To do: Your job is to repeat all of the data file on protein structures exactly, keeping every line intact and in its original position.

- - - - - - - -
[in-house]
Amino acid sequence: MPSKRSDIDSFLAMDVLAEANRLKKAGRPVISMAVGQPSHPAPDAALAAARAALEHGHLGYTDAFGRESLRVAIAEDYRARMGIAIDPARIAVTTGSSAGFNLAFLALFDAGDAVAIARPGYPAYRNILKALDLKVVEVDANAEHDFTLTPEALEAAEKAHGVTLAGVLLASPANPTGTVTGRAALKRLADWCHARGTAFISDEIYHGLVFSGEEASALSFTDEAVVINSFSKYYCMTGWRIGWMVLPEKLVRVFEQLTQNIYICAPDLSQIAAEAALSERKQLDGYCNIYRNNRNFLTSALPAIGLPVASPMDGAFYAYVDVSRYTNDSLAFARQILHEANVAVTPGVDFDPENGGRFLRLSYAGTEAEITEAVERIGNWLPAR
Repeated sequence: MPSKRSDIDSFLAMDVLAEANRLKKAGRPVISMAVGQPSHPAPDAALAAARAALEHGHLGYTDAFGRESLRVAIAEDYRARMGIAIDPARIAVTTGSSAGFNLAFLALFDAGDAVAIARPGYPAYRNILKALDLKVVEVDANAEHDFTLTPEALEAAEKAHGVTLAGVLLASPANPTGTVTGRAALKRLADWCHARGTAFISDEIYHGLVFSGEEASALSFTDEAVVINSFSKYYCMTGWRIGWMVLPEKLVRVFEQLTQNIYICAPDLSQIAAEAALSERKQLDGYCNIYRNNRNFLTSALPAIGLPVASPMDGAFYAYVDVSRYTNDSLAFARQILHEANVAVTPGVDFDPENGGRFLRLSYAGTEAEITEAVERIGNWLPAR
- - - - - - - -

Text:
[in-house]
Amino acid sequence: MPSKRSDIDSFLAMDVLAEANRLKKAGRPVISMAVGQPSHPAPDAALAAARAALEHGHLGYTDAFGRESLRVAIAEDYRARMGIAIDPARIAVTTGSSAGFNLAFLALFDAGDAVAIARPGYPAYRNILKALDLKVVEVDANAEHDFTLTPEALEAAEKAHGVTLAGVLLASPANPTGTVTGRAALKRLADWCHARGTAFISDEIYHGLVFSGEEASALSFTDEAVVINSFSKYYCMTGWRIGWMVLPEKLVRVFEQLTQNIYICAPDLSQIAAEAALSERKQLDGYCNIYRNNRNFLTSALPAIGLPVASPMDGAFYAYVDVSRYTNDSLAFARQILHEANVAVTPGVDFDPENGGRFLRLSYAGTEAEITEAVERIGNWLPAR
Repeated sequence: MPSKRSDIDSFLAMDVLAEANRLKKAGRPVISMAVGQPSHPAPDAALAAARAALEHGHLGYTDAFGRESLRVAIAEDYRARMGIAIDPARIAVTTGSSAGFNLAFLALFDAGDAVAIARPGYPAYRNILKALDLKVVEVDANAEHDFTLTPEALEAAEKAHGVTLAGVLLASPANPTGTVTGRAALKRLADWCHARGTAFISDEIYHGLVFSGEEASALSFTDEAVVINSFSKYYCMTGWRIGWMVLPEKLVRVFEQLTQNIYICAPDLSQIAAEAALSERKQLDGYCNIYRNNRNFLTSALPAIGLPVASPMDGAFYAYVDVSRYTNDSLAFARQILHEANVAVTPGVDFDPENGGRFLRLSYAGTEAEITEAVERIGNWLPAR